Turkey is demanding Israel allow it unrestricted access to the Hamas-controlled Gaza Strip as a condition for formally restoring diplomatic ties between the two countries, the Turkish newspaper Hurriyet Daily News reported Saturday. The report said the Turkish government, led by President Recep Tayyip Erdogan, demands free access to deliver aid to the blockaded Palestinian territory and won’t back down on the issue.

“Turkey is determined to not accept any sort of restriction on Turkish assistance to Gaza,” the newspaper said, citing an unnamed senior government official as its source.

Turkish negotiators have presented the demand to their Israeli counterparts in continuing talks over normalizing relations that eroded after the Israeli Navy intercepted a flotilla bound for Gaza in 2010. Israeli officials were attacked as they boarded the Mavi Marmara passenger ship, and the raid concluded with nine dead Turkish activists and dozens of people wounded, the Times of Israel reported.

The two sides resumed reconciliation talks in June after a break of more than a year. With Turkey having received a formal apology from Israel in 2013, Ankara is waiting for Jerusalem to meet the remaining two conditions: compensation for the Turkish citizens who were killed or injured on the Mavi Marmara and an end to the naval blockade of Gaza.

Gaza City's al-Tufah neighborhood A Palestinian man looks out over destruction in Gaza City's al-Tufah neighborhood Aug. 6, 2014. Photo: Mahmud Hams/AFP/Getty Images

The long-negotiated agreement has yet to be signed, and media reports in both countries present conflicting views.

A Turkish minister said this week Israel would allow Turkish goods into Gaza as part of any deal, the Journal of Turkish Weekly reported. “If agreement can be reached between the two countries, Israel will allow Turkish origin products and aid material through Turkey into the Gaza Strip,” Customs and Trade Minister Bulent Tufenkci told reporters at a press conference Thursday. “Israel will remove obstacles surrounding the movement of goods from Turkey to the Gaza Strip.”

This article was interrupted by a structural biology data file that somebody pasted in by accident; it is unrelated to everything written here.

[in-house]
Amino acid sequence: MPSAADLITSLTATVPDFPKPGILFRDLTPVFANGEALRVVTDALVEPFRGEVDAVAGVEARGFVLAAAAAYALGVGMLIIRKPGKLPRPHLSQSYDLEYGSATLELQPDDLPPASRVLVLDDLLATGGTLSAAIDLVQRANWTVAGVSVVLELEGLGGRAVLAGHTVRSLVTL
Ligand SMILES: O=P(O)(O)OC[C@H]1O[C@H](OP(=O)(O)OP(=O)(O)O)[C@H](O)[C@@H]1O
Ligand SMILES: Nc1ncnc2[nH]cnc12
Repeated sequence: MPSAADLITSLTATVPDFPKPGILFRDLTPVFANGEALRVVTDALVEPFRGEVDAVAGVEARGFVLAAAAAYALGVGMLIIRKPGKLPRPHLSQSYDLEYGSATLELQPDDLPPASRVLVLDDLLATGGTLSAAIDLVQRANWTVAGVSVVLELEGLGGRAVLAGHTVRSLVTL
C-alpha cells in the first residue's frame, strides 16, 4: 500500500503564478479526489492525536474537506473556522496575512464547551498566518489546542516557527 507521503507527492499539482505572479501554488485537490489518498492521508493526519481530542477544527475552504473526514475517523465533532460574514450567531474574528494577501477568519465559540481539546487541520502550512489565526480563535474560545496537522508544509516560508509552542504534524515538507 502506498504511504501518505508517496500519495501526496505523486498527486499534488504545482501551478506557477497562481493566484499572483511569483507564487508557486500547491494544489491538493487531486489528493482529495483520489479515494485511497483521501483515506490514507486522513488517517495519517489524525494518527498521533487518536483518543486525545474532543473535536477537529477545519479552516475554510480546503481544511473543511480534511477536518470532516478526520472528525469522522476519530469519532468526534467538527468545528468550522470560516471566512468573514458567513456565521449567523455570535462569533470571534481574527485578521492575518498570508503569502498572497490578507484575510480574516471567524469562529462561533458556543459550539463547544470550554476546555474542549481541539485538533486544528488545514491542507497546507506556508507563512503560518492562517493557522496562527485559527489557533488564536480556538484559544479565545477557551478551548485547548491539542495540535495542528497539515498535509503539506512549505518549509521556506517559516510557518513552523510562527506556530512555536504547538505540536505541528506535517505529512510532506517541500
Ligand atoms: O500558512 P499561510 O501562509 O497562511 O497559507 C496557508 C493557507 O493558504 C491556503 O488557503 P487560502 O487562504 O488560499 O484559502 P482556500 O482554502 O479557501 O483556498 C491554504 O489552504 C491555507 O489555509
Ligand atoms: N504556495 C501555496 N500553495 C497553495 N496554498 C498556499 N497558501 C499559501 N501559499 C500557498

However, Israeli Prime Minister Benjamin Netanyahu said Monday the Gaza blockade wasn’t going anywhere, according to the far-right news site Arutz Sheva in Israel. “They [Turkey] argued against the blockade on Gaza and of course we don’t intend to change our naval blockade policy,” Netanyahu said at a meeting with his Likud party. “Even though Israel is the country that transfers the [goods for the] existence and rehabilitation of the Gaza Strip, we cannot give up on our security.”

Governed by the Palestinian militant group Hamas, Gaza has been under an Egyptian-Israeli blockade since 2007. The total land, sea and air closures have deprived the coastal enclave of basic infrastructure and denied its roughly 1.8 million inhabitants access to vital commodities such as food, fuel and medicine, according to a July report by the United Nations Office for the Coordination of Humanitarian Affairs.